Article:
Original Research

Knowledge of diabetes mellitus in privately- funded diabetic patients attending a rural optometric practice in Malmesbury, South Africa*

K. C. Phillips, K. P. Mashige, P. C. Clarke-Farr
African Vision and Eye Health | South African Optometrist: Vol 71, No 2 | a71 | DOI: https://doi.org/10.4102/aveh.v71i2.71 | © 2012 K. C. Phillips, K. P. Mashige, P. C. Clarke-Farr | This work is licensed under CC Attribution 4.0
Submitted: 09 December 2012 | Published: 09 December 2012

About the author(s)

K. C. Phillips, Department of Ophthalmic Sciences, Faculty of Health and Wellness Sciences, South Africa
K. P. Mashige, Discipline of Optometry, University of KwaZulu-Natal, Westville Campus, South Africa
P. C. Clarke-Farr, Department of Ophthalmic Sciences, Faculty of Health and Wellness Sciences, Cape Peninsula University of Technology, South Africa

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Abstract

Patient knowledge about diabetes mellitus (DM) and appropriate timely management with respect to the condition are important factors for limiting the complications of the disease. The aim of this study was to evaluate knowledge and practices regarding DM, its ocular effects and management protocols among privately-funded diabetic patients. A questionnaire containing questions on these issues and certain demographics was provided to 73 self-funding or privately-funded diabetic patients attending an optometric practice in a rural district of the Western Cape. Respondents ages ranged from 33 to 80 years (mean = 57 ± 11.2 years) and included 59% males and 41% females. Above half(56%) of the respondents knew that there were two main types of DM. Less than half (46%) of the respondents reported having Type 2 DM, 4% reported having Type 1 DM and 49% did not knowwhat type of DM they had. Although 82% of the respondents reported owning a glucometer and 98% knew that controlling their blood sugar levels may help reduce diabetic complications, only 29% measured their blood sugar levels on a daily basis. Most respondents (97%) agreed that DM could affect their vision yet only 37% stated that they had annual eye examinations. A significant proportion of the respondents did not know that DM could cause strabismus (57%), colour vision problems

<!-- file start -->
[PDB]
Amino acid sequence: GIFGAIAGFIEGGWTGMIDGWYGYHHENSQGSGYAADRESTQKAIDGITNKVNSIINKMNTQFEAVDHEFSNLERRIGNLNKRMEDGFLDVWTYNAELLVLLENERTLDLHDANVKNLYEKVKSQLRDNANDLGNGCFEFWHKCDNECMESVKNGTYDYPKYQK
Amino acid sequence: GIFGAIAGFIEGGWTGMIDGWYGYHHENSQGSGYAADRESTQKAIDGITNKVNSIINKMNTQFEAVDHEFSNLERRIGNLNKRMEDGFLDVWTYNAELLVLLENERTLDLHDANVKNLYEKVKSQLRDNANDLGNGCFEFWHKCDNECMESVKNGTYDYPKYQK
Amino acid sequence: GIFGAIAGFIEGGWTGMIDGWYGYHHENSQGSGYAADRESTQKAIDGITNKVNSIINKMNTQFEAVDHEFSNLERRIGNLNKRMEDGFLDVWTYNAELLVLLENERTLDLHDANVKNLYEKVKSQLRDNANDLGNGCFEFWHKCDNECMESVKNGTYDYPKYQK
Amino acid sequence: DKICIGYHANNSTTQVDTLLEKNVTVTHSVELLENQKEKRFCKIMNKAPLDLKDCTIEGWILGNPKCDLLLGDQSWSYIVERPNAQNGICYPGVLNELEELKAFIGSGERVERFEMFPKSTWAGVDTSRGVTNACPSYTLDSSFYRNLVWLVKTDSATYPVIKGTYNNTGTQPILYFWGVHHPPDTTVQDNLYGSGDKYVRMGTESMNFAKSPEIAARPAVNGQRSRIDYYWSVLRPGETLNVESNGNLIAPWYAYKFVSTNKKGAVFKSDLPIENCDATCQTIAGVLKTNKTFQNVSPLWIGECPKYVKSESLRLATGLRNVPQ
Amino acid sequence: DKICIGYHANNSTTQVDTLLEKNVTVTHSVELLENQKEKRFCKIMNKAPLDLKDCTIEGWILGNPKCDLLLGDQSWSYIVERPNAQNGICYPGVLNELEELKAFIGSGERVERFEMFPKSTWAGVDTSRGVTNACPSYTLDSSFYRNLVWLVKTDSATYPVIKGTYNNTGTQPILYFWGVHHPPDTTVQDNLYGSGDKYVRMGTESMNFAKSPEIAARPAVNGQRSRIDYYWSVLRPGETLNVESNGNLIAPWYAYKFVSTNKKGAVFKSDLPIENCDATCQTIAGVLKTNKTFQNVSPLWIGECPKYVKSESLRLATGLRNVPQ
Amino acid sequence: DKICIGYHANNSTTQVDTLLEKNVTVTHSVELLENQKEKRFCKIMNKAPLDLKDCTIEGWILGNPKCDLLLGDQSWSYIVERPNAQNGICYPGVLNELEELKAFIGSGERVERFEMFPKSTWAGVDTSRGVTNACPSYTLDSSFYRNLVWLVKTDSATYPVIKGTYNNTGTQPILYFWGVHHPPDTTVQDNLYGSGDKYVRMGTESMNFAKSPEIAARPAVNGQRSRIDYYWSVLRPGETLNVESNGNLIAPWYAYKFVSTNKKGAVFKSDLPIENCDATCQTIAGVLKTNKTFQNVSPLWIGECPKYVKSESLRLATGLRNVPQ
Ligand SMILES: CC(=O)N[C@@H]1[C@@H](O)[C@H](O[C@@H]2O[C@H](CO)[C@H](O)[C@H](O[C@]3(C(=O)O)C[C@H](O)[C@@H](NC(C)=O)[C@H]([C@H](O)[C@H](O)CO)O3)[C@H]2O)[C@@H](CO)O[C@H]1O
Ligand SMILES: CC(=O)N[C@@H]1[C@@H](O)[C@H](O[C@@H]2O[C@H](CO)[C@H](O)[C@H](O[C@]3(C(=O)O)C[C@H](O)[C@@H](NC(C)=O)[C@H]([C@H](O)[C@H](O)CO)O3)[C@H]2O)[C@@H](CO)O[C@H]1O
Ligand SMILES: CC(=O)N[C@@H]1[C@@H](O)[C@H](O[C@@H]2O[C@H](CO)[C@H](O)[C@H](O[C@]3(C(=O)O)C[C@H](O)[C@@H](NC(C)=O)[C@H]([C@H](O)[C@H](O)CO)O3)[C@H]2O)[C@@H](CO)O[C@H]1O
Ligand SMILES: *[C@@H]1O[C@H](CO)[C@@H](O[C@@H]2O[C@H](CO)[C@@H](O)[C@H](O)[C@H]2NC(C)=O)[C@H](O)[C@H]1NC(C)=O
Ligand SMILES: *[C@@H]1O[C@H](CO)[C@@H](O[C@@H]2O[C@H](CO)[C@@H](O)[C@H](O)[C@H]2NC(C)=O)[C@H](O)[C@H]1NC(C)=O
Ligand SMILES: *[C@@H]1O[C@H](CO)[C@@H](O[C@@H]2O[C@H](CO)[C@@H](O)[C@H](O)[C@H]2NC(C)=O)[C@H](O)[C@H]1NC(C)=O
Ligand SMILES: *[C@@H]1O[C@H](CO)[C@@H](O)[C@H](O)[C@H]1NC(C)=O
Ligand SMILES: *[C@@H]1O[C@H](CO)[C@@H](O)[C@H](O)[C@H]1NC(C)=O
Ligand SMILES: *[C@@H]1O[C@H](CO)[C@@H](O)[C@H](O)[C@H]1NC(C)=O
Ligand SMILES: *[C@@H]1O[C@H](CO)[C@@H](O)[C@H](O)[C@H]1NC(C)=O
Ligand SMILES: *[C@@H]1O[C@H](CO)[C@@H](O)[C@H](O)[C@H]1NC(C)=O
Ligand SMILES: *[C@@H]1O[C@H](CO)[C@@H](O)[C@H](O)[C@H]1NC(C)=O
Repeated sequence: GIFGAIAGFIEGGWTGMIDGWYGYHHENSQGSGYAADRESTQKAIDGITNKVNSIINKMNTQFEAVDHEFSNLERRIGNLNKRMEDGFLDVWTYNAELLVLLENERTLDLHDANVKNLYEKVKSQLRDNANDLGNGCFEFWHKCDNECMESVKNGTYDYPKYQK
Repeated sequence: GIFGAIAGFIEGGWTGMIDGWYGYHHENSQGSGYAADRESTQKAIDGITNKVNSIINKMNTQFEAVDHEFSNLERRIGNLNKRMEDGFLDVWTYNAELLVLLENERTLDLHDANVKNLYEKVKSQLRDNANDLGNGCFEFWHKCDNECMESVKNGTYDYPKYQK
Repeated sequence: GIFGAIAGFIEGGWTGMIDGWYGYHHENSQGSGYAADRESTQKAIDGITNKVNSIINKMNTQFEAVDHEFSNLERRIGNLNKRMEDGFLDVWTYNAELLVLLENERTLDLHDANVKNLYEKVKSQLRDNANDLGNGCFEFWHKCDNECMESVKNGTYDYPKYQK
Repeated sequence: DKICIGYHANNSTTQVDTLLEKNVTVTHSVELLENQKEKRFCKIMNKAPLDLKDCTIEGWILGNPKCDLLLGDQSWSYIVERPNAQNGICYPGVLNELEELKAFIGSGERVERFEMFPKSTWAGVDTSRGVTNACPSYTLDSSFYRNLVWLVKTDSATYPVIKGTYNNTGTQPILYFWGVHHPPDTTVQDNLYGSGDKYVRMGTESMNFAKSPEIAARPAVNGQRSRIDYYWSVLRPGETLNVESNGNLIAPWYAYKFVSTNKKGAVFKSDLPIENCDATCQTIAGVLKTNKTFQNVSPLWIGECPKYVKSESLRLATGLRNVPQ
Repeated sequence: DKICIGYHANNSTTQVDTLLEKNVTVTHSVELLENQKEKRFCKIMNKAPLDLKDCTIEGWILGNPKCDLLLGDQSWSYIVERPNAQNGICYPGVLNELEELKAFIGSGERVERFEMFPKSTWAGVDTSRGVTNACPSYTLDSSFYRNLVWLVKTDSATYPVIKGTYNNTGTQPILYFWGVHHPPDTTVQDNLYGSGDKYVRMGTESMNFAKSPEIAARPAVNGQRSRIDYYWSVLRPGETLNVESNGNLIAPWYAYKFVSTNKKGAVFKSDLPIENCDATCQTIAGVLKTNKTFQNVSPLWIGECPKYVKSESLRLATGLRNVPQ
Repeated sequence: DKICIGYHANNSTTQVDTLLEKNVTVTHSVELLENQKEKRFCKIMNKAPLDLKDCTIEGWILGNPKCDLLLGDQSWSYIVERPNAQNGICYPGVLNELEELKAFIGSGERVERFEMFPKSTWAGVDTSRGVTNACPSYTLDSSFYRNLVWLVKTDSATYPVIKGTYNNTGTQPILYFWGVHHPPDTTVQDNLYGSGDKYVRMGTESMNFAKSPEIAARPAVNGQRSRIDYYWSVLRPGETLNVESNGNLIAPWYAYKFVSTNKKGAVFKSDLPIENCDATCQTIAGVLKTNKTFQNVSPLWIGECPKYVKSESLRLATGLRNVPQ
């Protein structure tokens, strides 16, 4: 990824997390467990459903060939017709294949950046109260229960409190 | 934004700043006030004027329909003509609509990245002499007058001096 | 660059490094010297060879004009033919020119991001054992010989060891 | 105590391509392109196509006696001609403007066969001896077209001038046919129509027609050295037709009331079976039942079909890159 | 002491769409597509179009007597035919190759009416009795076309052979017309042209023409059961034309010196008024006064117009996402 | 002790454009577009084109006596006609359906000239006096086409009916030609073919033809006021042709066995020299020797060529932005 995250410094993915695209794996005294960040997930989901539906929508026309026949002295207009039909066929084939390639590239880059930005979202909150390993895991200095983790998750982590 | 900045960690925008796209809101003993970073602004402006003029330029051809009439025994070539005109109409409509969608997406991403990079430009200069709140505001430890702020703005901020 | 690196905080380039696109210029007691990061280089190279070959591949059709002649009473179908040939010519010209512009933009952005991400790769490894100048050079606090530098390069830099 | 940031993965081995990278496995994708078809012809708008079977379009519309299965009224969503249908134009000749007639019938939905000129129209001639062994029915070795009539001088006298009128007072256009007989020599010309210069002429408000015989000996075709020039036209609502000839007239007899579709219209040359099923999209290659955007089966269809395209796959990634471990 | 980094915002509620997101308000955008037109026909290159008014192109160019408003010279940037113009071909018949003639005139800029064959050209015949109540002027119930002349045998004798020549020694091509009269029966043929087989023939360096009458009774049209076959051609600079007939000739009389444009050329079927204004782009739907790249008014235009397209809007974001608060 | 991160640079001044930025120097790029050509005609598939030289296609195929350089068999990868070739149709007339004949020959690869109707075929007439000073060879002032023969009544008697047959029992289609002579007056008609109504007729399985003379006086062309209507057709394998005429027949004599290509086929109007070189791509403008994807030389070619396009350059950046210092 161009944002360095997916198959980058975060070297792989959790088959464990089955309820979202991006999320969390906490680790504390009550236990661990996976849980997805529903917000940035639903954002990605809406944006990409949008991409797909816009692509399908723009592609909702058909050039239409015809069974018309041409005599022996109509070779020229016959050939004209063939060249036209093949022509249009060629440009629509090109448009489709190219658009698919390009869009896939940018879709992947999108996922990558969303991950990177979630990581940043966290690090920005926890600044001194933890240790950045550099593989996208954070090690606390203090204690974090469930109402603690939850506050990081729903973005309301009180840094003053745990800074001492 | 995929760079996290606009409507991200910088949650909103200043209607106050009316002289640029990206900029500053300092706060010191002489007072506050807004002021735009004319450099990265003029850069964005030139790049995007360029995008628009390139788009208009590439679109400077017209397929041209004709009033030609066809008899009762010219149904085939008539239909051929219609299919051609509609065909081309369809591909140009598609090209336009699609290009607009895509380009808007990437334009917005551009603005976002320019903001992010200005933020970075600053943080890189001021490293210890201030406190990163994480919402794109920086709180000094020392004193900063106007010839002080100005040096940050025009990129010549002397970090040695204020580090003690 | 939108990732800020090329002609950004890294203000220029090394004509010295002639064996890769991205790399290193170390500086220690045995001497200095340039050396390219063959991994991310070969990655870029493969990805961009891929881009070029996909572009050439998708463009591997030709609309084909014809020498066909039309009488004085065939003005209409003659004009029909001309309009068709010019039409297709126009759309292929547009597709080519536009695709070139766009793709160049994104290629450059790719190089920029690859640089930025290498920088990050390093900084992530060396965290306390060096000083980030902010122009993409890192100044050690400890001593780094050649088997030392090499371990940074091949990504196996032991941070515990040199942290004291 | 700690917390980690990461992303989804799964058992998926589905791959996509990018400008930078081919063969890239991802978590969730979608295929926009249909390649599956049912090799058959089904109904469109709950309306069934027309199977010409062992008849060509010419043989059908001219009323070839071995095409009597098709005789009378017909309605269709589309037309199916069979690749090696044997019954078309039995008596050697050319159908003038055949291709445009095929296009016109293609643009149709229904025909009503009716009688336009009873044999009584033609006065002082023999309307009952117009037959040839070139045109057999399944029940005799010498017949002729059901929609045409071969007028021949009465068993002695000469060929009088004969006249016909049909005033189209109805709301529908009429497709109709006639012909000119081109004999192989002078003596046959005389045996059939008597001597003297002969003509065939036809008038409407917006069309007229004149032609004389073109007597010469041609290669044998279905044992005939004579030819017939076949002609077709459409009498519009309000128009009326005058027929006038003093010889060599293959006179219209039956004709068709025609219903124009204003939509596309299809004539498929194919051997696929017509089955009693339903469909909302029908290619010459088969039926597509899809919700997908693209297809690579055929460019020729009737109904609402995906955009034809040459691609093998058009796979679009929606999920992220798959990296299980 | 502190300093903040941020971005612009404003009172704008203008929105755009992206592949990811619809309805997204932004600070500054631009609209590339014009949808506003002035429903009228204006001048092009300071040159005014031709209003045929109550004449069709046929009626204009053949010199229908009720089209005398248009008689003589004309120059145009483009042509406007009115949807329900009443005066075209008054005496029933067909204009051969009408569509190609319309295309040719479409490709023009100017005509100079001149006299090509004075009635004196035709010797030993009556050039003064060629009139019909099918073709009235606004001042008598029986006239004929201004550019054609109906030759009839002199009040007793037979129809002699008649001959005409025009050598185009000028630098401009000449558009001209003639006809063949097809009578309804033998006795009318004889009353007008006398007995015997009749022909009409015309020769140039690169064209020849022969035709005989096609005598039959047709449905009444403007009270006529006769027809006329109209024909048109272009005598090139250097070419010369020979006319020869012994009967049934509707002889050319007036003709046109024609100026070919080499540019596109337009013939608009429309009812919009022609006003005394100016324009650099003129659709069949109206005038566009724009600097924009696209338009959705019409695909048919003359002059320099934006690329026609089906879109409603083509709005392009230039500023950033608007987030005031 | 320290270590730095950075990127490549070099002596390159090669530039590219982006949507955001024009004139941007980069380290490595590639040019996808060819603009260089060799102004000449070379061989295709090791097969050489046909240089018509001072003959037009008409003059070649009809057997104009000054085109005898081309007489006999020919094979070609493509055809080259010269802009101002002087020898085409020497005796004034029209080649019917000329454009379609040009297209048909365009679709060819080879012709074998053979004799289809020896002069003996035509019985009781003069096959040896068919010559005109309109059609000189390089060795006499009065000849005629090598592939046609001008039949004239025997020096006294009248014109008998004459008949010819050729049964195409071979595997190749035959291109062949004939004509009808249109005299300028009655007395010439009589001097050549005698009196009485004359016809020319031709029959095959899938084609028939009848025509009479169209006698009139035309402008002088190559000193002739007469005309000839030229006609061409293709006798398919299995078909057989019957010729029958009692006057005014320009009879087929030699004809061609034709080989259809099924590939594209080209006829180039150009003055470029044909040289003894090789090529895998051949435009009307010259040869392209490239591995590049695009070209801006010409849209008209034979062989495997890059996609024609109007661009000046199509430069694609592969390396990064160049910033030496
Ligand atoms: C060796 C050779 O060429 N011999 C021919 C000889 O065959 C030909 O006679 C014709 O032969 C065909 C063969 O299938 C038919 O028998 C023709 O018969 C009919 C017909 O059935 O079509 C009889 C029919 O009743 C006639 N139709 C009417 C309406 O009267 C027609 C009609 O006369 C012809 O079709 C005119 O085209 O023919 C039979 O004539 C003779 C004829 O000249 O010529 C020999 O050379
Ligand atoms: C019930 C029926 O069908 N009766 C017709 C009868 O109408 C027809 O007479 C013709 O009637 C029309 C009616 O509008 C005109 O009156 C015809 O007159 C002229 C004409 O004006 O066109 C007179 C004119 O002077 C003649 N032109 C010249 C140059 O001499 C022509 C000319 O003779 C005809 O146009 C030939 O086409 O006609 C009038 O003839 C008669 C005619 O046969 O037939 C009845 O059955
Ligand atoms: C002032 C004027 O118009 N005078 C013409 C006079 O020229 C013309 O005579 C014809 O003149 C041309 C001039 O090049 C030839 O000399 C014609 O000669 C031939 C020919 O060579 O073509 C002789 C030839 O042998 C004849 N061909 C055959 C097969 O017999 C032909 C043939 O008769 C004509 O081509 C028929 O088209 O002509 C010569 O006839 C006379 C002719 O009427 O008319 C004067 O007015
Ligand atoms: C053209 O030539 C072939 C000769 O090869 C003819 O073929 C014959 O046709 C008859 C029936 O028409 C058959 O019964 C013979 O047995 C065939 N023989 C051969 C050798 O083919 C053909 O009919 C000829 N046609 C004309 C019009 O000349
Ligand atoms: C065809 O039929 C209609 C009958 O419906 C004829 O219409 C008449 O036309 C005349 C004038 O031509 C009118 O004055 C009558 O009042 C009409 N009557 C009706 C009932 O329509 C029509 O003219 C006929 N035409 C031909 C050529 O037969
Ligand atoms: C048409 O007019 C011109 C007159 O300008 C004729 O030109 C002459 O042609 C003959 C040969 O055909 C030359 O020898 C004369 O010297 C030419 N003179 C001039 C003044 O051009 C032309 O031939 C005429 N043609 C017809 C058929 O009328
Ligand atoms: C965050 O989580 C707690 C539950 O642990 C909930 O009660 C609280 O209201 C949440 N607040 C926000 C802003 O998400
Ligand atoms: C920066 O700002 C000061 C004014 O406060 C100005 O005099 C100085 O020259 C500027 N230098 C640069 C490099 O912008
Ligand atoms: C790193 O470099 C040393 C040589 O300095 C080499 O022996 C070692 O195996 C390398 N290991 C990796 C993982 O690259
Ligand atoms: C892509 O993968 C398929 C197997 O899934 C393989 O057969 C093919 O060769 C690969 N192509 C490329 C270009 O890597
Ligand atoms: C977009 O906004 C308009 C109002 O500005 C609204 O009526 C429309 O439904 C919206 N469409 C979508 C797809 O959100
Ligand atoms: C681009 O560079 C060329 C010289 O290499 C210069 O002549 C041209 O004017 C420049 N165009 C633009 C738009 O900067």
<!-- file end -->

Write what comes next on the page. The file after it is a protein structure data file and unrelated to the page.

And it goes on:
(44%), cataracts (41%), retinopathy (37%) and contribute to causing glaucoma (63%). Most respondents took their medication regularly and as prescribed (89%) and underwent regular medical
check-ups (82%). However, a large proportion of the respondents did not exercise regularly (61%), had no regular eye testing (63%) nor Body Mass Index (BMI) monitoring (84%) in their manage-
ment of DM. This study indicates that, despite access to private health care, these subjects level of knowledge of DM and its ocular effects was sub-optimal. It also indicated poor self-management
practices of the diabetic patients towards diabetes care and management. Optometrists should form part of a team of health professionals to assist in the management of DM. (S Afr Optom 2012 71(2) 70-77)

 


Keywords

Diabetes mellitus; blood glucose; diabetes education; knowledge of diabetes; complications of diabetes; management of diabetes; practices related to DM

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